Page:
A necessary perspective. Despite sitting on the steps of Union Square for a majority of teenage hood, it never dawned on me how sexist the sport of skating is. Betty gave me new eyes; now passing by on my way to Trader Joe’s the glaring gender disparity amongst skaters is all I can see. One that is perpetuated throughout the culture, from the stars, to the video game avatars emulating them. It’s amazing what you don’t notice when you aren’t searching, even if it’s doing backflips in your face. The only female there was watching her boyfriend cut up. I’m not making an assumption, they kissed, although they could be open, or friends with benefits (I don’t know their life).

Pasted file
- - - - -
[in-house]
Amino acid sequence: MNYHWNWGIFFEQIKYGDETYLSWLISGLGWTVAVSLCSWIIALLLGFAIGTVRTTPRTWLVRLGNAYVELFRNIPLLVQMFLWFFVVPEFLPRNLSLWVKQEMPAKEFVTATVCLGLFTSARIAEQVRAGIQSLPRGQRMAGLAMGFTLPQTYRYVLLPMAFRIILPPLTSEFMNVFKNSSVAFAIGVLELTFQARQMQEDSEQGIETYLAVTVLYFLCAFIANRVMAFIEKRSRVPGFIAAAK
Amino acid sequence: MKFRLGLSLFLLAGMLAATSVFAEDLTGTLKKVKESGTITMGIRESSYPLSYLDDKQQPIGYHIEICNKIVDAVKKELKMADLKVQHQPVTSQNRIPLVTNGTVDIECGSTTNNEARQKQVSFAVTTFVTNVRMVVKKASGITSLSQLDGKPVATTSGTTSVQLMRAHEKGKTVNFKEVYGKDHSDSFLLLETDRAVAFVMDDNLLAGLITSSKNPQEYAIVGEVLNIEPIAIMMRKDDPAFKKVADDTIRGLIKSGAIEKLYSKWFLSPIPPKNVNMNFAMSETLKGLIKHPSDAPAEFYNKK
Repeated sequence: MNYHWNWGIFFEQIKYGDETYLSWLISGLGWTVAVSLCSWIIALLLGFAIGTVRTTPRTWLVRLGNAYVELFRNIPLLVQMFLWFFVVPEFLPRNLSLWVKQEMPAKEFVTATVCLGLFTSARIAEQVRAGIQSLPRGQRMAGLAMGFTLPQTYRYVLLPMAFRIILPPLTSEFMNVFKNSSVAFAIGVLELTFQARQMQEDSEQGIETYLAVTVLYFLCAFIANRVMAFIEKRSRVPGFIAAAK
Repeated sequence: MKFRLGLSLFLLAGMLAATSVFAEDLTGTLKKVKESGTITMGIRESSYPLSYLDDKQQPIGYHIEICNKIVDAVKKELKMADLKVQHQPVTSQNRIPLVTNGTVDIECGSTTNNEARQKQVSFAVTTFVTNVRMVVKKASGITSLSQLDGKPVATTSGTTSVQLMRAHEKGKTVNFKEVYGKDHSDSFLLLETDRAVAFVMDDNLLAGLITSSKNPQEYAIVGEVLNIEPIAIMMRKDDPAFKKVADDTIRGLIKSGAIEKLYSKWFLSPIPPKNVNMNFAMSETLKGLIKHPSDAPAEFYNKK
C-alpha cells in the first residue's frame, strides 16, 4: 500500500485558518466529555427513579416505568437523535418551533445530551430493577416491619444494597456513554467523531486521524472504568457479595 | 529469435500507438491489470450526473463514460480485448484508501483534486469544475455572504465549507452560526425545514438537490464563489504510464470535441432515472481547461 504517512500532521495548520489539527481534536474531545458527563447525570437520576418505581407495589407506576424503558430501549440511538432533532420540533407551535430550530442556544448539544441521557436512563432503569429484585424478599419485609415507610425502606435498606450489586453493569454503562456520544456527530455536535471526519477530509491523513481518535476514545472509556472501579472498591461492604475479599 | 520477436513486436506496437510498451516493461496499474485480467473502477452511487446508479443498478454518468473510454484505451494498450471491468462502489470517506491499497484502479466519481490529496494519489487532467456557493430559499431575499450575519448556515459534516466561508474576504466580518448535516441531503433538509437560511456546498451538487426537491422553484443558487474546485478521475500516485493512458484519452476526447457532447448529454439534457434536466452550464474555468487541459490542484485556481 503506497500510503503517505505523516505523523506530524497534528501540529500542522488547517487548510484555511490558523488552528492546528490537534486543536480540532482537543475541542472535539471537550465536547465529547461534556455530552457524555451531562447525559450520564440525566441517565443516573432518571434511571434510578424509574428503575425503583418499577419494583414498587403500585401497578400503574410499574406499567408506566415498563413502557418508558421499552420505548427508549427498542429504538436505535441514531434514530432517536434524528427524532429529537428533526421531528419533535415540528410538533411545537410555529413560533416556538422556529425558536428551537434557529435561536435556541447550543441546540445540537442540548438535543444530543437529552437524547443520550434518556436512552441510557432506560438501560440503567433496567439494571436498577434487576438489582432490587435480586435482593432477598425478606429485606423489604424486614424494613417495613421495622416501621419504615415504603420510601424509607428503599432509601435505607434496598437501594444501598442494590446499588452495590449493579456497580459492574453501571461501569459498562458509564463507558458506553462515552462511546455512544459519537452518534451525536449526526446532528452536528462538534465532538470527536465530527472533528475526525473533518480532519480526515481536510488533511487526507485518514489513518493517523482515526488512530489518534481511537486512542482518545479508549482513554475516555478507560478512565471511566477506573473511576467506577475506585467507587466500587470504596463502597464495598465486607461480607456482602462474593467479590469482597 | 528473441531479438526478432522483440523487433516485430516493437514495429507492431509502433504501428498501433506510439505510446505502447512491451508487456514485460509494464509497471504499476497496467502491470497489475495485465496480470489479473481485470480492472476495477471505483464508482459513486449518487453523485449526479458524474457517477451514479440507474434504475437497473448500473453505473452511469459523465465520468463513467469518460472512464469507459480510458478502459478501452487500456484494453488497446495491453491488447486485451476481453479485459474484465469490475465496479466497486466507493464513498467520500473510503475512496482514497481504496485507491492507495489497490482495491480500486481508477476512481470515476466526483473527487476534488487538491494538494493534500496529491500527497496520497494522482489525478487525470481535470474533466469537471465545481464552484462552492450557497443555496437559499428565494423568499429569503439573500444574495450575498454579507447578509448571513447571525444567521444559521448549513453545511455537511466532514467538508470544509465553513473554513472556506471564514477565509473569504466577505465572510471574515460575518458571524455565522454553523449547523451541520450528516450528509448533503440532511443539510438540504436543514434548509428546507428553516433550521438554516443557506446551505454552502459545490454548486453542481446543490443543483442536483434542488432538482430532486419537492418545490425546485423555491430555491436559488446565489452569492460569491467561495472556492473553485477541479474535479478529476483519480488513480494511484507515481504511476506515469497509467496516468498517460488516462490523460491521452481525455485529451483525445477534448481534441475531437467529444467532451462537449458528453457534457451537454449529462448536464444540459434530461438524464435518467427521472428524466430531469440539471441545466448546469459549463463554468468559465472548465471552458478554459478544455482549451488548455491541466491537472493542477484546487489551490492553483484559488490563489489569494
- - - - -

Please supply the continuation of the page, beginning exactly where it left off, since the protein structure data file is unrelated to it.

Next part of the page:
Dating a former pro-skater who left the scene to produce reggae riddims, I had a slight foray into that world. We’d go to Carl Schurz Park where he taught me the basics. As counter-intuitive as it felt, the trick is using your dominate foot to steer. Eventually I was able to kick push without the safety net of him running alongside me, holding my hands. However when I wasn’t learning, I too was the one girl watching her boyfriend and his friends shred from the sidelines.
Betty tells the story of several young women coming of age, who are excluded from the boys club and decide to create their own table. One of the ladies is an exception to the bigotry and has an in with the men, but at what cost? A much appreciated and necessary contrast.
As a native New Yorker I must say I was left nostalgic for humid summer days turned into nights, filled to the brim with eternal adventure. Never knowing who I was going to befriend, or bump into. The scene when they hotbox the van is all too real. Do you take time to see different perspectives, or stick to narratives you already know? How does this choice play into your understanding of other people? Via: HBO